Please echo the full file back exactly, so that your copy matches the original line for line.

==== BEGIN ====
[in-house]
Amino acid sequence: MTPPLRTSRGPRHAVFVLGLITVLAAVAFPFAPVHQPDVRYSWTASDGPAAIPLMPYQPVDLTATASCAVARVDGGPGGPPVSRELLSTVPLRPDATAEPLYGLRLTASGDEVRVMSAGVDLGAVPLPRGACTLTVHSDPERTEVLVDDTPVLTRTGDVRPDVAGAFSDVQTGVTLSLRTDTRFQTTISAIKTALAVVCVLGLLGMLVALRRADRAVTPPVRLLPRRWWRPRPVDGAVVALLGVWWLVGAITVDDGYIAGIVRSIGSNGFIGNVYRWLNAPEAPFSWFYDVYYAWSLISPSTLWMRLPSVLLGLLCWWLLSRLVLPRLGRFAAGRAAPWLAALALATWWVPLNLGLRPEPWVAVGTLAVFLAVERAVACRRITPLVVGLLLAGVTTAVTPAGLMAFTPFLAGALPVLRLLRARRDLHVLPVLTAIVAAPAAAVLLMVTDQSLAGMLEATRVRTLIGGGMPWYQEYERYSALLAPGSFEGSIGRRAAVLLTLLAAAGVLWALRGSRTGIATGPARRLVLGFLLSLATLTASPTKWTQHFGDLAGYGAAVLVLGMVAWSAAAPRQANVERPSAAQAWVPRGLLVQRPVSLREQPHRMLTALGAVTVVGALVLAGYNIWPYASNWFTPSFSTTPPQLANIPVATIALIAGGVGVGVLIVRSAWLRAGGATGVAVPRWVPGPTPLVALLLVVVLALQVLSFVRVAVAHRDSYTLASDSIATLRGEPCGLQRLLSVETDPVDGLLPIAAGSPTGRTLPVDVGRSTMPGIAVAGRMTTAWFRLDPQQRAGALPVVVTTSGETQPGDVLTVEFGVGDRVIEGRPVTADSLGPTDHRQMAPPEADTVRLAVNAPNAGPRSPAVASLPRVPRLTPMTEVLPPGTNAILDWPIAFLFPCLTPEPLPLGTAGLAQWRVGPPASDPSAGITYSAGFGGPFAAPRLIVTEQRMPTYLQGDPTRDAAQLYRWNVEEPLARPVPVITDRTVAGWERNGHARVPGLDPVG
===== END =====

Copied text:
[in-house]
Amino acid sequence: MTPPLRTSRGPRHAVFVLGLITVLAAVAFPFAPVHQPDVRYSWTASDGPAAIPLMPYQPVDLTATASCAVARVDGGPGGPPVSRELLSTVPLRPDATAEPLYGLRLTASGDEVRVMSAGVDLGAVPLPRGACTLTVHSDPERTEVLVDDTPVLTRTGDVRPDVAGAFSDVQTGVTLSLRTDTRFQTTISAIKTALAVVCVLGLLGMLVALRRADRAVTPPVRLLPRRWWRPRPVDGAVVALLGVWWLVGAITVDDGYIAGIVRSIGSNGFIGNVYRWLNAPEAPFSWFYDVYYAWSLISPSTLWMRLPSVLLGLLCWWLLSRLVLPRLGRFAAGRAAPWLAALALATWWVPLNLGLRPEPWVAVGTLAVFLAVERAVACRRITPLVVGLLLAGVTTAVTPAGLMAFTPFLAGALPVLRLLRARRDLHVLPVLTAIVAAPAAAVLLMVTDQSLAGMLEATRVRTLIGGGMPWYQEYERYSALLAPGSFEGSIGRRAAVLLTLLAAAGVLWALRGSRTGIATGPARRLVLGFLLSLATLTASPTKWTQHFGDLAGYGAAVLVLGMVAWSAAAPRQANVERPSAAQAWVPRGLLVQRPVSLREQPHRMLTALGAVTVVGALVLAGYNIWPYASNWFTPSFSTTPPQLANIPVATIALIAGGVGVGVLIVRSAWLRAGGATGVAVPRWVPGPTPLVALLLVVVLALQVLSFVRVAVAHRDSYTLASDSIATLRGEPCGLQRLLSVETDPVDGLLPIAAGSPTGRTLPVDVGRSTMPGIAVAGRMTTAWFRLDPQQRAGALPVVVTTSGETQPGDVLTVEFGVGDRVIEGRPVTADSLGPTDHRQMAPPEADTVRLAVNAPNAGPRSPAVASLPRVPRLTPMTEVLPPGTNAILDWPIAFLFPCLTPEPLPLGTAGLAQWRVGPPASDPSAGITYSAGFGGPFAAPRLIVTEQRMPTYLQGDPTRDAAQLYRWNVEEPLARPVPVITDRTVAGWERNGHARVPGLDPVG